names of installers). The site inspection is required to

confirm that the house is suitable, provide an estimate of

expected output, and to identify any additional work required

to be undertaken as part of the installation, including any

upgrade required to the meter panel or switchboard.

As part of your decision on which installer or package

to proceed with, refer to the Questions to ask your solar

PV installer on the previous page.

Installing a PV system may require a building permit; your

installer will provide information about any building permit

requirements that may apply and the process and costs


Once you have accepted a quote and paid any applicable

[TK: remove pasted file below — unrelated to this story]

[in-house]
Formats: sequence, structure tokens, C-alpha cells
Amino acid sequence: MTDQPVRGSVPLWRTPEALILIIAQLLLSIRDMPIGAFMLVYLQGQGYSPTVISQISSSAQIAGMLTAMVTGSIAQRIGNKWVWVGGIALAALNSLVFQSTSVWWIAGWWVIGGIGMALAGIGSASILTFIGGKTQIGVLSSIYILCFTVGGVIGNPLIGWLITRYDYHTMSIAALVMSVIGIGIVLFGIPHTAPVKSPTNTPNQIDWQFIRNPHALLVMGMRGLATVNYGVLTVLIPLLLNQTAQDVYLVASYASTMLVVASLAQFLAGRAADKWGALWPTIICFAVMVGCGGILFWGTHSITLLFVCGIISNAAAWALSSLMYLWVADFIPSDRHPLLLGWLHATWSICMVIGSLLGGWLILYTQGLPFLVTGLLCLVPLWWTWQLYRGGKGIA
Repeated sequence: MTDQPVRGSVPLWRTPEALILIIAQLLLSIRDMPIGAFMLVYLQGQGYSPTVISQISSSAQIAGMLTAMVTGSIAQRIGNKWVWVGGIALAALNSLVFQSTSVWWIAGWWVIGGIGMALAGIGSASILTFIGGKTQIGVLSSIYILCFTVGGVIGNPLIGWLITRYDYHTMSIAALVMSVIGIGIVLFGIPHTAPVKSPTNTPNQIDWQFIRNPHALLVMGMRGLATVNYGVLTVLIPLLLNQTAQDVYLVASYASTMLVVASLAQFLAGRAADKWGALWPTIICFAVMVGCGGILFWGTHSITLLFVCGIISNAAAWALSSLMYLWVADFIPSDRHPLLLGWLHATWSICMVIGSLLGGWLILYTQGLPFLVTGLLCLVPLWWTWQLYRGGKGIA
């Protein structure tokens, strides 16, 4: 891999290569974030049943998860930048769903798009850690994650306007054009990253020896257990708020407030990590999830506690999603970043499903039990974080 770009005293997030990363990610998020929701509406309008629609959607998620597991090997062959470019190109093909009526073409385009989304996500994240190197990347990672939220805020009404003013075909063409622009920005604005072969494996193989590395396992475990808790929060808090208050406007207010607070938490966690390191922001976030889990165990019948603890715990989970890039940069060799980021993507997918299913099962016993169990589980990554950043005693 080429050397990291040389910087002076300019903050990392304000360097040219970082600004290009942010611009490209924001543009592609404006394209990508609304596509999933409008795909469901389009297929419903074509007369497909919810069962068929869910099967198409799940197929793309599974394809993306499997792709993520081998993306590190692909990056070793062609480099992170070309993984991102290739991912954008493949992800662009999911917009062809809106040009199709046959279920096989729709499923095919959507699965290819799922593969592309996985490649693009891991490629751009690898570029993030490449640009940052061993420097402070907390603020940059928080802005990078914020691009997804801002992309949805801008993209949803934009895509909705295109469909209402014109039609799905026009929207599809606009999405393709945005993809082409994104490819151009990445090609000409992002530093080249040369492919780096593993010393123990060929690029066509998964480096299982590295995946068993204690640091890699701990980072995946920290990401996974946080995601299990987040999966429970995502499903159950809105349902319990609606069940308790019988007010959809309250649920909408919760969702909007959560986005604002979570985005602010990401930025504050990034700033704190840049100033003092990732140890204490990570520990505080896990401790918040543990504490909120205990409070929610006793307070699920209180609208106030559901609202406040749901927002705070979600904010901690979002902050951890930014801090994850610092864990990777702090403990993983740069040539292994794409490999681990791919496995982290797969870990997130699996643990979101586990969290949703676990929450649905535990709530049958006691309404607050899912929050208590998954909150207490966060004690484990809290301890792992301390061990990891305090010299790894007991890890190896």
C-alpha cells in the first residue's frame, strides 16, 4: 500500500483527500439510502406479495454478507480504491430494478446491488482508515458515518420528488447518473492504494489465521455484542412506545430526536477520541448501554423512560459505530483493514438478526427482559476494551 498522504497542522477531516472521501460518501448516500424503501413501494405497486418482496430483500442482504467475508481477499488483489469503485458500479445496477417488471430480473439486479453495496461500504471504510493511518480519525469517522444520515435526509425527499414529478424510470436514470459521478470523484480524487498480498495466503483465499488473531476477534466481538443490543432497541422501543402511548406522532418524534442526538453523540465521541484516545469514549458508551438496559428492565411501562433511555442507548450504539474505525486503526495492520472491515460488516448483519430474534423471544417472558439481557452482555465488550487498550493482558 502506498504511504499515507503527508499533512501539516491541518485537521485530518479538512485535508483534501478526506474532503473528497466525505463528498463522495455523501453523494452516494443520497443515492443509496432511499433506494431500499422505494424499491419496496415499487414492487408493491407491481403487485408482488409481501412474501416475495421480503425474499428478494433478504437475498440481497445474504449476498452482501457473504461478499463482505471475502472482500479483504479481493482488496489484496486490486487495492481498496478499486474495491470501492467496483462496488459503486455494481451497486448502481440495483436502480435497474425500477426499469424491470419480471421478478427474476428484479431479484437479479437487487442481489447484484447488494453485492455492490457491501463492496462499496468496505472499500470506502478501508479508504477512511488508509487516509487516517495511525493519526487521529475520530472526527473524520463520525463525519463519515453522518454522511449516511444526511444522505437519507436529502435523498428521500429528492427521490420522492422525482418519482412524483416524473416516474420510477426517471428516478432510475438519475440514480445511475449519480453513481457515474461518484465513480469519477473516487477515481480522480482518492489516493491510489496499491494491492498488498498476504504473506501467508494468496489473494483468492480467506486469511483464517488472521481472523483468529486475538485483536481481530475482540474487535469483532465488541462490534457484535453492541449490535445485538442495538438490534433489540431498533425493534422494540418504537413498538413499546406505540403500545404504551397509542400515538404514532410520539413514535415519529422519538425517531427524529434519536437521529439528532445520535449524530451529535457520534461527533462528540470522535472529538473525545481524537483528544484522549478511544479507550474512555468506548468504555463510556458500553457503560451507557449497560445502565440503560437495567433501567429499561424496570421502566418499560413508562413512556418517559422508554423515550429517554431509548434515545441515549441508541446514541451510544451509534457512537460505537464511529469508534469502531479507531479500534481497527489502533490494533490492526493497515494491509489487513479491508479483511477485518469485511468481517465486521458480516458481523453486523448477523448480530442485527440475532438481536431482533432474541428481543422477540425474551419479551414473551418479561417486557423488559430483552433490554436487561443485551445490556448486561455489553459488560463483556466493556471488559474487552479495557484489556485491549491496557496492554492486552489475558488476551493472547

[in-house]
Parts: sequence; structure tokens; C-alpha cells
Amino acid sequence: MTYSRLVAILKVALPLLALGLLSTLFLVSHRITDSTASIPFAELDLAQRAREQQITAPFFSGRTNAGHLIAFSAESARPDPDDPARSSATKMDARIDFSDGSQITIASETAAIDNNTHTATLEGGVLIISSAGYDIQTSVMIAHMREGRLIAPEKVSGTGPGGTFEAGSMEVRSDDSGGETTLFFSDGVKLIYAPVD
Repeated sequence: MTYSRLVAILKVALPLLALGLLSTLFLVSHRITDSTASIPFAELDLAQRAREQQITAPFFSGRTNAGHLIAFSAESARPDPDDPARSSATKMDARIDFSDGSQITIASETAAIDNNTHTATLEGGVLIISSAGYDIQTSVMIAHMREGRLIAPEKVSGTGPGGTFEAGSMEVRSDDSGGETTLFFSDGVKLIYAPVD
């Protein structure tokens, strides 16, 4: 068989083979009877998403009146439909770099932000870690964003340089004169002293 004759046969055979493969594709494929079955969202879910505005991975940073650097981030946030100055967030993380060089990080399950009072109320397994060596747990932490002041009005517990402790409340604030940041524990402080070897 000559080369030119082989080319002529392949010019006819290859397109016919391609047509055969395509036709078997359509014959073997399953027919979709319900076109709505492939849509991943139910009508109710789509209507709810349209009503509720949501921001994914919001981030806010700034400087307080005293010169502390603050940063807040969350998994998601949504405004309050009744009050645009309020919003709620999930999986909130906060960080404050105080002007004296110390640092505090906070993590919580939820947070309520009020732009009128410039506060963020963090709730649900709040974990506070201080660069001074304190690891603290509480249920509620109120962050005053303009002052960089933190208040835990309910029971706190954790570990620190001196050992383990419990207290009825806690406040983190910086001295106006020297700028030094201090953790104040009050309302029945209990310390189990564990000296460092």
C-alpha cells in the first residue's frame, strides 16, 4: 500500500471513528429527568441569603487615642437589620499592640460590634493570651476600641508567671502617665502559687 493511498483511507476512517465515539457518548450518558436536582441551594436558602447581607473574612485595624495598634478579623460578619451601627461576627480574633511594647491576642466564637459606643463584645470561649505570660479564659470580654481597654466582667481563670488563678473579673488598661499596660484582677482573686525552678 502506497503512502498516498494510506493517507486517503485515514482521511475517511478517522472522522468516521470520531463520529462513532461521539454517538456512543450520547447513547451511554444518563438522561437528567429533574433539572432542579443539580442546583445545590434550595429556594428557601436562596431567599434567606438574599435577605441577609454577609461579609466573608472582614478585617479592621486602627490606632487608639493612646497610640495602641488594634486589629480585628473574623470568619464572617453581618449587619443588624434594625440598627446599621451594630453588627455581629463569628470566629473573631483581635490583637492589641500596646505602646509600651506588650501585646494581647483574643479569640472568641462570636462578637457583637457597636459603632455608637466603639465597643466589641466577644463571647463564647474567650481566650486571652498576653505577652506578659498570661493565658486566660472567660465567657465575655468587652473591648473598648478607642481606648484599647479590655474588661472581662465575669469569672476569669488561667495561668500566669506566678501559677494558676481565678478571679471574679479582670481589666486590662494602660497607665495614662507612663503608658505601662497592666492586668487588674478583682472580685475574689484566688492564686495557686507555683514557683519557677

deposit, your installer will schedule an installation date.

If a building permit is required, this should be obtained

prior to installation.

You should complete the necessary Agreements with

Power and Water (Network Connection Agreement and

Power Purchase Agreement) and pay the applicable fee.

Power and Water should approve the connection prior to

the installation commencing.

Installer carries out the installation (usually completed

in less than 1 day) and will require full payment. The

installer should provide you with a system manual,

commissioning sheet and Certificate of Compliance.

Installer provides relevant documentation to Power and

Water. Subject to the documentation being correct and the

installation being in compliance, Power and Water will install

the new electricity meter and the system is ‘turned-on’.

Delays in turning the system on can result if the completion

advice provided to Power and Water is incomplete or the PV

installation is sub-standard.